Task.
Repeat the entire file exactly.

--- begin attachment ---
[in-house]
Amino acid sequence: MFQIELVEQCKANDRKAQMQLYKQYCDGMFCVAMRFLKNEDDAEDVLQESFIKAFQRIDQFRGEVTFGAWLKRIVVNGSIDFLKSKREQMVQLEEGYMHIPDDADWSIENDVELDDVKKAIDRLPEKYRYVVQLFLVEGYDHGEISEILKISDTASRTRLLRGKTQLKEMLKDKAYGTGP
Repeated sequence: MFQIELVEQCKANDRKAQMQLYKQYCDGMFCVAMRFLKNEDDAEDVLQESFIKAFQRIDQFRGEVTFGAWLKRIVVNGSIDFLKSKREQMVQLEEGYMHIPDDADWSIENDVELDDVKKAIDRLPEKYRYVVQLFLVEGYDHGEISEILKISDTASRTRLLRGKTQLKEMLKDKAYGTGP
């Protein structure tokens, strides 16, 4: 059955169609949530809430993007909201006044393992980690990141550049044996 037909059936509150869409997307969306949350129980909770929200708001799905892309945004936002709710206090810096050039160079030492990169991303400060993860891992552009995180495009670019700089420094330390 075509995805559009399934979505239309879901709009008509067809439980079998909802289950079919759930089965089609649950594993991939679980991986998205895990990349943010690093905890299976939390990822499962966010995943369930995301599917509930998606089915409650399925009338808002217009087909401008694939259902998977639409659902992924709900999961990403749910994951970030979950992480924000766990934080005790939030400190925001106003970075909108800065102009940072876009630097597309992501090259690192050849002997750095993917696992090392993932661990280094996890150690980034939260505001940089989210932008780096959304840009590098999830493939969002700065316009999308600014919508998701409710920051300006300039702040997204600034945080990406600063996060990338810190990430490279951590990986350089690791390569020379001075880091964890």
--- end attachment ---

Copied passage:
[in-house]
Amino acid sequence: MFQIELVEQCKANDRKAQMQLYKQYCDGMFCVAMRFLKNEDDAEDVLQESFIKAFQRIDQFRGEVTFGAWLKRIVVNGSIDFLKSKREQMVQLEEGYMHIPDDADWSIENDVELDDVKKAIDRLPEKYRYVVQLFLVEGYDHGEISEILKISDTASRTRLLRGKTQLKEMLKDKAYGTGP
Repeated sequence: MFQIELVEQCKANDRKAQMQLYKQYCDGMFCVAMRFLKNEDDAEDVLQESFIKAFQRIDQFRGEVTFGAWLKRIVVNGSIDFLKSKREQMVQLEEGYMHIPDDADWSIENDVELDDVKKAIDRLPEKYRYVVQLFLVEGYDHGEISEILKISDTASRTRLLRGKTQLKEMLKDKAYGTGP
């Protein structure tokens, strides 16, 4: 059955169609949530809430993007909201006044393992980690990141550049044996 037909059936509150869409997307969306949350129980909770929200708001799905892309945004936002709710206090810096050039160079030492990169991303400060993860891992552009995180495009670019700089420094330390 075509995805559009399934979505239309879901709009008509067809439980079998909802289950079919759930089965089609649950594993991939679980991986998205895990990349943010690093905890299976939390990822499962966010995943369930995301599917509930998606089915409650399925009338808002217009087909401008694939259902998977639409659902992924709900999961990403749910994951970030979950992480924000766990934080005790939030400190925001106003970075909108800065102009940072876009630097597309992501090259690192050849002997750095993917696992090392993932661990280094996890150690980034939260505001940089989210932008780096959304840009590098999830493939969002700065316009999308600014919508998701409710920051300006300039702040997204600034945080990406600063996060990338810190990430490279951590990986350089690791390569020379001075880091964890």